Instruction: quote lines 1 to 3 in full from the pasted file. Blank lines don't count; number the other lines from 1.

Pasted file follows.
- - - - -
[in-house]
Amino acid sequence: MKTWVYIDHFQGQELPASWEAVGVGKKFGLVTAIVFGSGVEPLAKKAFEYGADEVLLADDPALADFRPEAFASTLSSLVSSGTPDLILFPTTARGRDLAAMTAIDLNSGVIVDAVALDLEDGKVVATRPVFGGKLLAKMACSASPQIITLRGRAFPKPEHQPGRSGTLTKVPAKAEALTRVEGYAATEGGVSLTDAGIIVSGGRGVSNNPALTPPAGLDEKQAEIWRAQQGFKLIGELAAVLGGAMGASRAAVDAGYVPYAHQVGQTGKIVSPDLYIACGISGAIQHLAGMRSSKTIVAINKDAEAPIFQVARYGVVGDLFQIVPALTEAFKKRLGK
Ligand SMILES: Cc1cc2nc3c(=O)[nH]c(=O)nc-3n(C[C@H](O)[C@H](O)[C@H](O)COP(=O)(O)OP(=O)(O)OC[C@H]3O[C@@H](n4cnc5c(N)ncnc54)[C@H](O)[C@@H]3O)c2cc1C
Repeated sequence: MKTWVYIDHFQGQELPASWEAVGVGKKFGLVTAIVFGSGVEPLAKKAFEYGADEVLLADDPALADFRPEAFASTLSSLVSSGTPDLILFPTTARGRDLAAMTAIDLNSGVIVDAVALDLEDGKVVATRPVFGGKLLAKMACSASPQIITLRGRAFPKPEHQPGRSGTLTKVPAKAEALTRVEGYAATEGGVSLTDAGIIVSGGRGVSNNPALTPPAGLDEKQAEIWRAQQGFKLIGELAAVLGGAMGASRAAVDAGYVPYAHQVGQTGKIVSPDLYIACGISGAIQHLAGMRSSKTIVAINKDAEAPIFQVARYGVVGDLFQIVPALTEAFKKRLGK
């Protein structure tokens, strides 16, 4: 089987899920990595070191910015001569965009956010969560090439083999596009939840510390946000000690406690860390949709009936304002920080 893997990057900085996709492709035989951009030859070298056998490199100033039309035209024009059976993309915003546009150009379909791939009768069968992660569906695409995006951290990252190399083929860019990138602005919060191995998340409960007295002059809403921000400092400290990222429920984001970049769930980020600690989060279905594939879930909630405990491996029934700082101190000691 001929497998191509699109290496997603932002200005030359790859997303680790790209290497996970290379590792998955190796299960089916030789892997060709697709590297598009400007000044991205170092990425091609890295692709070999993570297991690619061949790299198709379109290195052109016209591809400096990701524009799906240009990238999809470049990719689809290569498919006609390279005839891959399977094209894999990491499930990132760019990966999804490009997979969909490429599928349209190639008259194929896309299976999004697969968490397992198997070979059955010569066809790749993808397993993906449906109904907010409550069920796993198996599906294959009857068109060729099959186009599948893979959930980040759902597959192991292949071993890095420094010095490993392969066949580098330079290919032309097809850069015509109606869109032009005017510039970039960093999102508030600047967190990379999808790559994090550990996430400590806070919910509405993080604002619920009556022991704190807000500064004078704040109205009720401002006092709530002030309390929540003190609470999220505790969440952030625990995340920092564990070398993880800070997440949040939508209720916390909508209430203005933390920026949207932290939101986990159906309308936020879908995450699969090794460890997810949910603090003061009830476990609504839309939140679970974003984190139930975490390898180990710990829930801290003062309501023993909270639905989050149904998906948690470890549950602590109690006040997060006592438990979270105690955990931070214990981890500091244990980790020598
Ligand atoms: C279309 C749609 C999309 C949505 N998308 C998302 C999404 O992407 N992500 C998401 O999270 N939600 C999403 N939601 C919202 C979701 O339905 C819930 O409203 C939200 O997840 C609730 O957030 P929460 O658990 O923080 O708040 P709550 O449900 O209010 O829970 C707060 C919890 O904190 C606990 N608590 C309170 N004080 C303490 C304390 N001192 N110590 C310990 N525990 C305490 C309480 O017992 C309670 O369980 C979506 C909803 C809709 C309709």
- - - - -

[in-house]
Amino acid sequence: MKTWVYIDHFQGQELPASWEAVGVGKKFGLVTAIVFGSGVEPLAKKAFEYGADEVLLADDPALADFRPEAFASTLSSLVSSGTPDLILFPTTARGRDLAAMTAIDLNSGVIVDAVALDLEDGKVVATRPVFGGKLLAKMACSASPQIITLRGRAFPKPEHQPGRSGTLTKVPAKAEALTRVEGYAATEGGVSLTDAGIIVSGGRGVSNNPALTPPAGLDEKQAEIWRAQQGFKLIGELAAVLGGAMGASRAAVDAGYVPYAHQVGQTGKIVSPDLYIACGISGAIQHLAGMRSSKTIVAINKDAEAPIFQVARYGVVGDLFQIVPALTEAFKKRLGK
Ligand SMILES: Cc1cc2nc3c(=O)[nH]c(=O)nc-3n(C[C@H](O)[C@H](O)[C@H](O)COP(=O)(O)OP(=O)(O)OC[C@H]3O[C@@H](n4cnc5c(N)ncnc54)[C@H](O)[C@@H]3O)c2cc1C